Carl Sagan’s Syllabus & Final Exam for His Course on Critical Thinking (Cornell, 1986)

Though now more than twen­ty years gone, Carl Sagan, through his many books and his clas­sic tele­vi­sion series Cos­moscon­tin­ues to teach us all he knew about life, the uni­verse, and every­thing. Three decades’ worth of stu­dents will also remem­ber learn­ing from him in per­son, in the lec­ture halls of Har­vard and Cor­nell where he kept up his pro­fes­so­r­i­al duties along­side the con­sid­er­able demands of his career as a pub­lic intel­lec­tu­al. If you’ve ever learned any­thing from Sagan, whether from the man him­self or from his work, you know he did­n’t just want to teach human­i­ty about out­er space: he want­ed to teach human­i­ty how to think.

That goal became explic­it in Astron­o­my 490, also known as “Crit­i­cal Think­ing in Sci­ence and Non-Sci­ence Con­text,” which Sagan taught at Cor­nell in 1986. You can read its course mate­ri­als at the Library of Con­gress, whose Jen­nifer Harb­ster writes that they “include men­tion of the impor­tant bal­ance between open­ness to new ideas and skep­ti­cal engage­ment with those ideas in sci­ence,” a point that “ani­mates much of Carl Sagan’s work as an edu­ca­tor and sci­ence com­mu­ni­ca­tor.”

The LoC offers the course’s intro­duc­tion and syl­labus, its final exam, and Sagan’s lec­ture notes, as well as the infor­ma­tion he assem­bled to design the course in the first place, which show just how wide a range of con­texts for crit­i­cal think­ing he had in mind.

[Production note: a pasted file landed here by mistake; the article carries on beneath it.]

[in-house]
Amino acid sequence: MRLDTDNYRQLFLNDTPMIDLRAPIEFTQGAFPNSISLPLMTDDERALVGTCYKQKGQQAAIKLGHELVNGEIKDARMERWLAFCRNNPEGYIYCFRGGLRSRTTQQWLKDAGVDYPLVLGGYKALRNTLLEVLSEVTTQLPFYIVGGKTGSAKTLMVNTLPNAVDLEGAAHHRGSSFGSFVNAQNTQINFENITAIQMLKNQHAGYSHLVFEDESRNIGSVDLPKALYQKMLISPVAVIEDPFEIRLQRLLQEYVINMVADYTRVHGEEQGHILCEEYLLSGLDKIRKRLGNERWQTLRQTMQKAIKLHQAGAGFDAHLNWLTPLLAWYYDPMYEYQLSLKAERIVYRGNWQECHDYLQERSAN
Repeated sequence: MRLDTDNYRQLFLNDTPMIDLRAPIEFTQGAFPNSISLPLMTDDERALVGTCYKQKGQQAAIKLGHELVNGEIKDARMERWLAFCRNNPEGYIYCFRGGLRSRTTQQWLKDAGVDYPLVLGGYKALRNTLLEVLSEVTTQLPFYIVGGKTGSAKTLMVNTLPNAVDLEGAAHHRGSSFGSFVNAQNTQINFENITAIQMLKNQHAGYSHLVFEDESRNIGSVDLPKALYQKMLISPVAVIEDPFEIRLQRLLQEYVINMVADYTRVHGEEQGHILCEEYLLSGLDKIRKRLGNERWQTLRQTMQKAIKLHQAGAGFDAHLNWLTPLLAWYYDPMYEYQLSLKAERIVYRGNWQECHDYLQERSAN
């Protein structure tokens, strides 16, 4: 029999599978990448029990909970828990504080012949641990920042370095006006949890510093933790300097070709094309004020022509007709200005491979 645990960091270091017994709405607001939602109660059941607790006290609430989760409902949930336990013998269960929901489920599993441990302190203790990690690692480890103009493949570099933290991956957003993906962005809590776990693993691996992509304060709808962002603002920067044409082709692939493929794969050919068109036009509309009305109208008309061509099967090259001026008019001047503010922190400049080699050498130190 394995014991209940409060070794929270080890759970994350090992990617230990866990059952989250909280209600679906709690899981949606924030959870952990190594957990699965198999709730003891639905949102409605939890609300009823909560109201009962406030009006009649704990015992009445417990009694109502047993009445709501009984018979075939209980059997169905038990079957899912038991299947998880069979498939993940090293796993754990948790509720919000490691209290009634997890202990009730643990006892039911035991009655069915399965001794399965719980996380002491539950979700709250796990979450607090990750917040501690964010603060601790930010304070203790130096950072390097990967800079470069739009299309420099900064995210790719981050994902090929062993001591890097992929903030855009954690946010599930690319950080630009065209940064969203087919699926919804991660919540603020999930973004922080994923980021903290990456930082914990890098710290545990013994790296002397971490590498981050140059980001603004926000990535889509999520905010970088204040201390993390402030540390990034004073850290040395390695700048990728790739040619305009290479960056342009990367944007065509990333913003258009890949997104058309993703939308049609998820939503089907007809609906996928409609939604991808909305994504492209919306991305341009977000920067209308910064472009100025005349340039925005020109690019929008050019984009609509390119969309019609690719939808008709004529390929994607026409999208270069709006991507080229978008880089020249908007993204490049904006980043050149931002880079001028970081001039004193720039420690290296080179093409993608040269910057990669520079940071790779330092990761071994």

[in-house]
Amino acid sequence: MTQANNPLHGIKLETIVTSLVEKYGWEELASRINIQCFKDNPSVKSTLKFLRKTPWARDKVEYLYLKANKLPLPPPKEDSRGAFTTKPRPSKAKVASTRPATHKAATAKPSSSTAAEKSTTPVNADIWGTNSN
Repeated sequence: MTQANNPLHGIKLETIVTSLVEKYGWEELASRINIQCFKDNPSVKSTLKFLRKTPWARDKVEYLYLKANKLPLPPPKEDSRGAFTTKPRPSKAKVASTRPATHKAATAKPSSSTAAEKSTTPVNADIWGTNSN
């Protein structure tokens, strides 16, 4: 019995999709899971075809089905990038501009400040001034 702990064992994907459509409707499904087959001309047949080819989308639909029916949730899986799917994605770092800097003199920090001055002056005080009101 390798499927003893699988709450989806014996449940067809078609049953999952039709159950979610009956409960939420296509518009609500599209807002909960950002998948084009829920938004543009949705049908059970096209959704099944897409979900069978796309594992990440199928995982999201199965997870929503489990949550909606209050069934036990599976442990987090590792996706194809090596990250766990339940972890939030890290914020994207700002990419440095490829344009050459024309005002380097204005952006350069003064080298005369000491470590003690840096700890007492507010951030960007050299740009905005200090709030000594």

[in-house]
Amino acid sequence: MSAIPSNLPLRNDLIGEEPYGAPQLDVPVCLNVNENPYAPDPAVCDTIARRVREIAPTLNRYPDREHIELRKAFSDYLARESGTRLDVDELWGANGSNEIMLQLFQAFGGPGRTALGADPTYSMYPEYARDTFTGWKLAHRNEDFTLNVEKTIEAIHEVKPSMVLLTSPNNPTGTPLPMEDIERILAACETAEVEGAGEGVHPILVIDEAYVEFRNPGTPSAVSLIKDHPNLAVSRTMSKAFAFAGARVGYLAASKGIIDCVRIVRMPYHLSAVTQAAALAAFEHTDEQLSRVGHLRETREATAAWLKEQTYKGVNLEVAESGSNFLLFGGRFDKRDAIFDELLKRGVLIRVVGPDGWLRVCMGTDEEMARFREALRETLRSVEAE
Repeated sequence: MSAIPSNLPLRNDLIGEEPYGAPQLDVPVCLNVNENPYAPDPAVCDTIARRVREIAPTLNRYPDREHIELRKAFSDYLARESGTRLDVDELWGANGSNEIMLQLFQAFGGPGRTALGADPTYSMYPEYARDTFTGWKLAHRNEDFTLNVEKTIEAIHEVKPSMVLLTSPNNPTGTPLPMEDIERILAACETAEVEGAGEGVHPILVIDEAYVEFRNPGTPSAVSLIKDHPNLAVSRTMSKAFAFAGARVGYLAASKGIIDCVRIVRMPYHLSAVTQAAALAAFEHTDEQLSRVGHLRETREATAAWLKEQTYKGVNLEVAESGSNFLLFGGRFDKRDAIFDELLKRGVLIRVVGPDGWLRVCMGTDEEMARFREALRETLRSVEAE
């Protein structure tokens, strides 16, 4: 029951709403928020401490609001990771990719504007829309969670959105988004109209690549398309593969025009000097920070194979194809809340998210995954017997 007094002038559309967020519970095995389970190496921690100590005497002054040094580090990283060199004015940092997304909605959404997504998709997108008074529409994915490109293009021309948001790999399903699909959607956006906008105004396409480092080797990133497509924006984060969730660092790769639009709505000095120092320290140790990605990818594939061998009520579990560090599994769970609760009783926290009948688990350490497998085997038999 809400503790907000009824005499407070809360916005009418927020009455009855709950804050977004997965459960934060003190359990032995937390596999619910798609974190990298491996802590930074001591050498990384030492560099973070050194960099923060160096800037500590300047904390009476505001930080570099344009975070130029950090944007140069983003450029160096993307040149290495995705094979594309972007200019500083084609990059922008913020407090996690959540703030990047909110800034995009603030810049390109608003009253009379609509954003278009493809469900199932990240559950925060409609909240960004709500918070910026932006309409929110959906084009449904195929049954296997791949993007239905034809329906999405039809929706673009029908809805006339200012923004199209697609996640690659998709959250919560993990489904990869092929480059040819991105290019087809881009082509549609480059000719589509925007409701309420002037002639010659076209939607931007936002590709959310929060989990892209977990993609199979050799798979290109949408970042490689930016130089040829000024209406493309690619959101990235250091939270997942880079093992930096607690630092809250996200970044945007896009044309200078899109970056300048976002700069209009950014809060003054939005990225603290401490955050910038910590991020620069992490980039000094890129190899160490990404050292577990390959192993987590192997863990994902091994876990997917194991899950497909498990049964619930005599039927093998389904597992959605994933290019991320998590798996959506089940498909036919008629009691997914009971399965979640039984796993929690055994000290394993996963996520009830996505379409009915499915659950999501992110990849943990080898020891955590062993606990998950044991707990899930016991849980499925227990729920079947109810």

Sagan col­lect­ed exam­ples of report­ing on and pub­lic per­cep­tion of phe­nom­e­na relat­ed to sports play­off seriescar-loan inter­est rates, tobac­co indus­try-spon­sored tobac­co health-risk research, and the num­ber of heli­copters that crash in Los Ange­les. Harb­ster explains that “these notes illus­trate how he want­ed to use stu­dents’ every day expe­ri­ence with things like tele­vi­sion to prompt them to think more skep­ti­cal­ly about how claims are made and war­rant­ed in every­day life.” Though some of his exam­ples  (the lan­guage of cig­a­rette adver­tise­ments, for instance) may look dat­ed now, the course’s core prin­ci­ples have only grown more use­ful, and indeed nec­es­sary, with time — as Sagan, who wrote dark­ly of “the slow decay of sub­stan­tive con­tent in the enor­mous­ly influ­en­tial media,” sure­ly knew they would.

Relat­ed Con­tent:

Daniel Den­nett Presents Sev­en Tools For Crit­i­cal Think­ing

Oxford’s Free Course Crit­i­cal Rea­son­ing For Begin­ners Will Teach You to Think Like a Philoso­pher

Carl Sagan’s Under­grad Read­ing List: 40 Essen­tial Texts for a Well-Round­ed Thinker

Carl Sagan Pre­dicts the Decline of Amer­i­ca: Unable to Know “What’s True,” We Will Slide, “With­out Notic­ing, Back into Super­sti­tion & Dark­ness” (1995)

Carl Sagan Presents His “Baloney Detec­tion Kit”: 8 Tools for Skep­ti­cal Think­ing

32 Ani­mat­ed Videos by Wire­less Phi­los­o­phy Teach You the Essen­tials of Crit­i­cal Think­ing

Based in Seoul, Col­in Mar­shall writes and broad­casts on cities and cul­ture. His projects include the book The State­less City: a Walk through 21st-Cen­tu­ry Los Ange­les and the video series The City in Cin­e­ma. Fol­low him on Twit­ter at @colinmarshall or on Face­book.

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